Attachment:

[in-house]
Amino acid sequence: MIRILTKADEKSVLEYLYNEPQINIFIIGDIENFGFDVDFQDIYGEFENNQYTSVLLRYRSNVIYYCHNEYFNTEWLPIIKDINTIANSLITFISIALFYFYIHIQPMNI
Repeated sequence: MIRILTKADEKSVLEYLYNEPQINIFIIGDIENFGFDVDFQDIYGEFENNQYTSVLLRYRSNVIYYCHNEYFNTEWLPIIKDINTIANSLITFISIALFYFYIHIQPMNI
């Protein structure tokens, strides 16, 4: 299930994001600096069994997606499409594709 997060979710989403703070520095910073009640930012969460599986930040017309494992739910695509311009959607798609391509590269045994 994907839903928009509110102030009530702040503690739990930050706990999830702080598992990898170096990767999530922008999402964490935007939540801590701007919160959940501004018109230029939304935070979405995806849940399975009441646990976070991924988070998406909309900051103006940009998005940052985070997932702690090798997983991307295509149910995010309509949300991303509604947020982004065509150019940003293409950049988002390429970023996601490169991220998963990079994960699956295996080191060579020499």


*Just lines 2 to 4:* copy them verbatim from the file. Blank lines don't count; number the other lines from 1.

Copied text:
Amino acid sequence: MIRILTKADEKSVLEYLYNEPQINIFIIGDIENFGFDVDFQDIYGEFENNQYTSVLLRYRSNVIYYCHNEYFNTEWLPIIKDINTIANSLITFISIALFYFYIHIQPMNI
Repeated sequence: MIRILTKADEKSVLEYLYNEPQINIFIIGDIENFGFDVDFQDIYGEFENNQYTSVLLRYRSNVIYYCHNEYFNTEWLPIIKDINTIANSLITFISIALFYFYIHIQPMNI
């Protein structure tokens, strides 16, 4: 299930994001600096069994997606499409594709 997060979710989403703070520095910073009640930012969460599986930040017309494992739910695509311009959607798609391509590269045994 994907839903928009509110102030009530702040503690739990930050706990999830702080598992990898170096990767999530922008999402964490935007939540801590701007919160959940501004018109230029939304935070979405995806849940399975009441646990976070991924988070998406909309900051103006940009998005940052985070997932702690090798997983991307295509149910995010309509949300991303509604947020982004065509150019940003293409950049988002390429970023996601490169991220998963990079994960699956295996080191060579020499």